The Transportation Security Administration (TSA) has selected Miami International Airport (MIA) for its initial test of technologies that will detect, track, and identify drones entering into restricted airspace. Unmanned Aircraft Systems (UAS) pose a threat to aviation security when flown into certain restricted airspaces, says the TSA press release.
TSA chose Miami as the first UAS DTI testbed due to an ongoing perimeter intrusion technology pilot as well as the strong existing partnerships with the airport.
In support of the Department of Homeland Security’s (DHS) role in UAS security, TSA is collaborating with airport, local law enforcement, and intra-agency partners including the DHS Science & Technology Directorate (S&T) to test the effectiveness of certain technologies that can detect, track and identify UAS threats in aviation, surface, and related transportation domains. The technologies will be evaluated in laboratory and operational field environments. During the test at MIA, TSA will review a range of security and surveillance technologies that are able to detect, track and identify UAS operations by radar, thermal imaging, and artificial intelligence.
Throughout the MIA test bed process, equipment will be tested and evaluated, and the data collected will be shared with the interagency and industry stakeholders for further evaluation and assessment. The information and data collected from the test will assist with finding effective solutions that mitigate the risks that unauthorized UAS operations pose to the nation’s transportation system.
“TSA’s establishment and management of this assessment of UAS detection technologies is a critical part of our agency’s overall strategy to collect data for further deployments of equipment at U.S. airports,” said TSA Federal Security Director Daniel Ronan.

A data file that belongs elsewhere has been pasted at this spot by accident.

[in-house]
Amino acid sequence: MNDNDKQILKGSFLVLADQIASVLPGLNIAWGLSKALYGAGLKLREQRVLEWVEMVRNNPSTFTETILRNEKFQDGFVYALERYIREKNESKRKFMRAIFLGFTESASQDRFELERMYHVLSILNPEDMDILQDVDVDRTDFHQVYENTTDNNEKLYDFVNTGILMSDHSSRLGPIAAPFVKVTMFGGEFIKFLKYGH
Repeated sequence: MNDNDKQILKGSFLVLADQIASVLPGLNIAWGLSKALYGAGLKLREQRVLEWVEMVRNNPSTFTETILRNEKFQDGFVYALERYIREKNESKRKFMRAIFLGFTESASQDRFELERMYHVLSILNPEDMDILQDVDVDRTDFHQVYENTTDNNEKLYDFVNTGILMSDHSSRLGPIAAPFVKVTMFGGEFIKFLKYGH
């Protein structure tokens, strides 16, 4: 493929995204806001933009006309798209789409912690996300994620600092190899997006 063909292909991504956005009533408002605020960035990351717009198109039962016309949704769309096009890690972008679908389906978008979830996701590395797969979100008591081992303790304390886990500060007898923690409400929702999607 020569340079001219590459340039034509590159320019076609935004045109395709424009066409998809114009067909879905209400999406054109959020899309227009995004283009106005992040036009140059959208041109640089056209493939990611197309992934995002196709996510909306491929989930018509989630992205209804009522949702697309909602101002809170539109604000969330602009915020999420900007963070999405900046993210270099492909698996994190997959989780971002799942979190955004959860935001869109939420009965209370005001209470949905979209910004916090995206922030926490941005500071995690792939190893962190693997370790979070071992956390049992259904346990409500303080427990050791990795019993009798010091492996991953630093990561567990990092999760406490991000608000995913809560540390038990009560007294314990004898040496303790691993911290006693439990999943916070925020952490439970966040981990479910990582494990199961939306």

“The UAS threat to airports has increased exponentially over the last several years, which is why it is vital we begin assessing the effectiveness of UAS DTI technologies in live airport environments.” said TSA Counter-UAS Capability Manager Jim Bamberger. “We are thrilled to partner with MIA on such a mission critical project that will pave the way for future technology assessments and help protect airports nationwide against UAS threats.”
Drones and other UAS are used for a wide range of commercial and recreational purposes. While many are equipped with Global Positioning System (GPS) software that prevents their use in restricted locations, there are many operators who do not follow rules and safety restrictions and consequently pose a security and safety risk to individuals, infrastructure and airplanes in the national airspace (NAS).
(Image: Detect, Track, and Identify (DTI) equipment to be installed and assessed at the MIA test bed, TSA)
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